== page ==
An alleged rapist killed his accuser after being released from jail over concerns he and his lawyers would contract coronavirus.
According to the Washington Post, Ibrahim Bouaichi hunted and killed his accuser, Karla Dominguez, after being released from jail because of concerns the Wuhan coronavirus would put Bouaichi and his lawyers at risk of falling ill. Bouaichi was indicted on charges of rape, strangulation, and abduction after Dominguez, a native of Venezuela, told law enforcement in Alexandria, Va., that he sexually assaulted her in October.
Eleven days after his indictment, Bouaichi turned himself into authorities, and a judge ordered him to be held without bond. Bouaichi’s lawyers requested bond, arguing their client could not be safe from the Wuhan virus because it was “impossible” to provide adequate social distancing and other safety measures behind bars. The men added that the arrangement also put them at risk, explaining that lawyers seeking a contact visit would “also expose themselves to contaminated air and surfaces.”
Jail spokeswoman Amy Bertsch pointed out that the jail implemented increased cleaning and health screening in early March “and there were no cases of covid-19 at the jail during their client’s incarceration.”
Despite objections from an Alexandria prosecutor and Virginia law that states those charged with certain violent crimes like rape are presumed to be a danger and not eligible for bond, Bouaichi’s lawyers successfully argued that he be released on a $25,000 bond. Bouaichi was released with the condition that he only leave his Maryland home, where he lives with his parents, to meet with lawyers or pretrial services officials.
On July 29, Alexandria police say Bouaichi returned to Alexandria and shot and killed Dominguez outside her apartment in the city’s West End. Alexandria police said they received a report of gunshots on July 29, at 6:20 am. Authorities found Dominguez outside her apartment, dead with multiple wounds on her upper body.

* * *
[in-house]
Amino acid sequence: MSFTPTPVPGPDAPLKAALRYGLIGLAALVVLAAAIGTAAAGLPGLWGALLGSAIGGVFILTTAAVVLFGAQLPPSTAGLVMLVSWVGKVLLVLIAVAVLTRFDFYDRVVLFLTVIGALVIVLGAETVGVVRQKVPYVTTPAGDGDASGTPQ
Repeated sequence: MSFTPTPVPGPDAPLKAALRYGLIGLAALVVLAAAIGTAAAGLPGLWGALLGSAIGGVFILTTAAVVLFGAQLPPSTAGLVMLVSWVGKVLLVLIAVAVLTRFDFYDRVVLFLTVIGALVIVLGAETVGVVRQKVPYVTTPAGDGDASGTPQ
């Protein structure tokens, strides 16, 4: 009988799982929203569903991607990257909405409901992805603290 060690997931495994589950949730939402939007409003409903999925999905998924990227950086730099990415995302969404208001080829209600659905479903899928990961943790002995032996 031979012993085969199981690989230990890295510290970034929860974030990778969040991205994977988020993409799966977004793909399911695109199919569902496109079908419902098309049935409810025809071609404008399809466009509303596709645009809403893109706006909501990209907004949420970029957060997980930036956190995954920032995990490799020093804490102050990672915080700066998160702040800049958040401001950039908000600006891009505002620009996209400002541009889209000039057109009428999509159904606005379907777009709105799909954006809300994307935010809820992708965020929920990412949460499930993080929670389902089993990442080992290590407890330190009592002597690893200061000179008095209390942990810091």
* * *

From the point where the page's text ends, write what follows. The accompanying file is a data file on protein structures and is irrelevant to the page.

Police issued a video news release asking for the public’s help in locating Bouaichi. A week later, on Wednesday morning, federal marshals and Alexandria police sighted Bouaichi and pursued him in a car chase that ended in Bouaichi’s car crashing. Authorities found Bouaichi in the wreck with an allegedly self-inflicted gunshot wound. On Friday, Bouaichi was listed in critical condition at a Virginia hospital.
The tragic slaying could have been prevented if local authorities had revoked Bouiachi’s bond when on May 8th he was arrested for allegedly ramming a K-9 officer’s vehicle in Greenbelt. Alexandria Commonwealth’s Attorney Bryan Porter told reporters that local authorities there were not notified of the charges Bouiachi faced. If they were, they would have tried to revoke his bond, Porter said.
Bouiachi was charged with first-degree assault, harming a law enforcement dog, and other counts, and was released May 11.
So far, little is known about Dominguez, who police told reporters was a native of Venezuela and did not have family in this country. A GoFundMe fundraiser has raised over $6,000 to cover Dominguez’ funeral costs.
Since the pandemic panic, leaders on the left have advocated for the release of thousands of incarcerated people in order to keep prisoners from being infected. On Thursday, Fox News reported that California is on track to release a total of 17,600 inmates.
A spokesperson for the California Department of Corrections and Rehabilitation (CDCR) told a Fox News reporter, “in total, 8,032 [inmates] have had their releases expedited and overall, we have reduced the total incarcerated population by more than 18,300 since March as a result of suspension of county jail intake, the expedited releases”.
Bouiachi’s lawyers, who valued their own safety over Dominguez, said in a statement they were “certainly saddened by the tragedy both families have suffered here,” despite it being unknown whether the Dominguez family is even aware she was slaughtered. The lawyers also said they “were looking forward to trial. Unfortunately the pandemic continued the trial date by several months and we didn’t get the chance to put forth our case.”